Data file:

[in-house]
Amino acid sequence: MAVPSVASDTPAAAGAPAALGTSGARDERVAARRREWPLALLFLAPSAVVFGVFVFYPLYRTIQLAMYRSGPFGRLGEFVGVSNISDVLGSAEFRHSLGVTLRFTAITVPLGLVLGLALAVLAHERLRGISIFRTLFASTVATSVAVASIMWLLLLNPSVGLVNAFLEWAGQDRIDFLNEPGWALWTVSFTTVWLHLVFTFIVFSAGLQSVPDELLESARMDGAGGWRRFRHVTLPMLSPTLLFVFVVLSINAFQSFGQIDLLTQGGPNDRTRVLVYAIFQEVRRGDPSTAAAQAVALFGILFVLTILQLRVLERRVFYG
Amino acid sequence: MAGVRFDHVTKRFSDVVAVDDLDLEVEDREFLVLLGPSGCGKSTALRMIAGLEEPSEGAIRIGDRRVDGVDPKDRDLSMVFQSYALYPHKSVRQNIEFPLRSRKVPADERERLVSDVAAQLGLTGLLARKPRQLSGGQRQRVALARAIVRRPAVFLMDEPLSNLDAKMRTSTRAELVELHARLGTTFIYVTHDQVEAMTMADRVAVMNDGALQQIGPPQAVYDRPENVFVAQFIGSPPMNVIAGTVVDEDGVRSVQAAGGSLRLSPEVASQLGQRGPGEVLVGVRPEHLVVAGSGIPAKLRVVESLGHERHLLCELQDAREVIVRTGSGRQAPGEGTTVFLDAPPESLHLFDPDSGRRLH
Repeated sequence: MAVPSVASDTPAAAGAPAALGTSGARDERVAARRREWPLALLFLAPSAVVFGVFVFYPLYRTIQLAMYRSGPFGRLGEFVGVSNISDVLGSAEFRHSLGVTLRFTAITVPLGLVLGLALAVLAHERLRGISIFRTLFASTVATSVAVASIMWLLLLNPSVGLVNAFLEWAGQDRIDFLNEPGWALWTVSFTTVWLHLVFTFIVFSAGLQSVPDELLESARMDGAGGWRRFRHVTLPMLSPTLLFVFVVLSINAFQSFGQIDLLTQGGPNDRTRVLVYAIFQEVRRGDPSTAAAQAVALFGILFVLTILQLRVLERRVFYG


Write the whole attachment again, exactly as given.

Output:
[in-house]
Amino acid sequence: MAVPSVASDTPAAAGAPAALGTSGARDERVAARRREWPLALLFLAPSAVVFGVFVFYPLYRTIQLAMYRSGPFGRLGEFVGVSNISDVLGSAEFRHSLGVTLRFTAITVPLGLVLGLALAVLAHERLRGISIFRTLFASTVATSVAVASIMWLLLLNPSVGLVNAFLEWAGQDRIDFLNEPGWALWTVSFTTVWLHLVFTFIVFSAGLQSVPDELLESARMDGAGGWRRFRHVTLPMLSPTLLFVFVVLSINAFQSFGQIDLLTQGGPNDRTRVLVYAIFQEVRRGDPSTAAAQAVALFGILFVLTILQLRVLERRVFYG
Amino acid sequence: MAGVRFDHVTKRFSDVVAVDDLDLEVEDREFLVLLGPSGCGKSTALRMIAGLEEPSEGAIRIGDRRVDGVDPKDRDLSMVFQSYALYPHKSVRQNIEFPLRSRKVPADERERLVSDVAAQLGLTGLLARKPRQLSGGQRQRVALARAIVRRPAVFLMDEPLSNLDAKMRTSTRAELVELHARLGTTFIYVTHDQVEAMTMADRVAVMNDGALQQIGPPQAVYDRPENVFVAQFIGSPPMNVIAGTVVDEDGVRSVQAAGGSLRLSPEVASQLGQRGPGEVLVGVRPEHLVVAGSGIPAKLRVVESLGHERHLLCELQDAREVIVRTGSGRQAPGEGTTVFLDAPPESLHLFDPDSGRRLH
Repeated sequence: MAVPSVASDTPAAAGAPAALGTSGARDERVAARRREWPLALLFLAPSAVVFGVFVFYPLYRTIQLAMYRSGPFGRLGEFVGVSNISDVLGSAEFRHSLGVTLRFTAITVPLGLVLGLALAVLAHERLRGISIFRTLFASTVATSVAVASIMWLLLLNPSVGLVNAFLEWAGQDRIDFLNEPGWALWTVSFTTVWLHLVFTFIVFSAGLQSVPDELLESARMDGAGGWRRFRHVTLPMLSPTLLFVFVVLSINAFQSFGQIDLLTQGGPNDRTRVLVYAIFQEVRRGDPSTAAAQAVALFGILFVLTILQLRVLERRVFYG